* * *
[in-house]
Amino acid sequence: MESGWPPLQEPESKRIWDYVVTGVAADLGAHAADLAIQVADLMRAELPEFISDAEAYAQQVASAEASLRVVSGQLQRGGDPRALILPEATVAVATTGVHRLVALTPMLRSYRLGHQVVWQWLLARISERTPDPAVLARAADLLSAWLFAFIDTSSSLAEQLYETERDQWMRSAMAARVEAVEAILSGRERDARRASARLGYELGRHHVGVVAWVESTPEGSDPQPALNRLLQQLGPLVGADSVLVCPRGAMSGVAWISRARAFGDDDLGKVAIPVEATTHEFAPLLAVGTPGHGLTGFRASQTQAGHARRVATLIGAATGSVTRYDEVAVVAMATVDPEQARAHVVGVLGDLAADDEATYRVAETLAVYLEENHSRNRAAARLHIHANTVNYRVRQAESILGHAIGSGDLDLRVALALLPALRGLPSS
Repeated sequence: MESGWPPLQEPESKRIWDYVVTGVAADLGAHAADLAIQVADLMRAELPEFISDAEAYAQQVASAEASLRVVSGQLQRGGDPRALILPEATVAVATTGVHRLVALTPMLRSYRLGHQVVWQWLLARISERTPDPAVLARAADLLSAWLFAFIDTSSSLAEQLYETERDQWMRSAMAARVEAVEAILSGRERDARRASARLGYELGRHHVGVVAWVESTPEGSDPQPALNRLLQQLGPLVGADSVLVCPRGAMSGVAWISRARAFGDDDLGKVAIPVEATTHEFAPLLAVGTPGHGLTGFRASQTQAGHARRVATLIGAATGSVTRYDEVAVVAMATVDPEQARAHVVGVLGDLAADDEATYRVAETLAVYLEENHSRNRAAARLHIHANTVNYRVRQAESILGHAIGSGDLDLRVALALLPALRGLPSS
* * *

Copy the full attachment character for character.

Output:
[in-house]
Amino acid sequence: MESGWPPLQEPESKRIWDYVVTGVAADLGAHAADLAIQVADLMRAELPEFISDAEAYAQQVASAEASLRVVSGQLQRGGDPRALILPEATVAVATTGVHRLVALTPMLRSYRLGHQVVWQWLLARISERTPDPAVLARAADLLSAWLFAFIDTSSSLAEQLYETERDQWMRSAMAARVEAVEAILSGRERDARRASARLGYELGRHHVGVVAWVESTPEGSDPQPALNRLLQQLGPLVGADSVLVCPRGAMSGVAWISRARAFGDDDLGKVAIPVEATTHEFAPLLAVGTPGHGLTGFRASQTQAGHARRVATLIGAATGSVTRYDEVAVVAMATVDPEQARAHVVGVLGDLAADDEATYRVAETLAVYLEENHSRNRAAARLHIHANTVNYRVRQAESILGHAIGSGDLDLRVALALLPALRGLPSS
Repeated sequence: MESGWPPLQEPESKRIWDYVVTGVAADLGAHAADLAIQVADLMRAELPEFISDAEAYAQQVASAEASLRVVSGQLQRGGDPRALILPEATVAVATTGVHRLVALTPMLRSYRLGHQVVWQWLLARISERTPDPAVLARAADLLSAWLFAFIDTSSSLAEQLYETERDQWMRSAMAARVEAVEAILSGRERDARRASARLGYELGRHHVGVVAWVESTPEGSDPQPALNRLLQQLGPLVGADSVLVCPRGAMSGVAWISRARAFGDDDLGKVAIPVEATTHEFAPLLAVGTPGHGLTGFRASQTQAGHARRVATLIGAATGSVTRYDEVAVVAMATVDPEQARAHVVGVLGDLAADDEATYRVAETLAVYLEENHSRNRAAARLHIHANTVNYRVRQAESILGHAIGSGDLDLRVALALLPALRGLPSS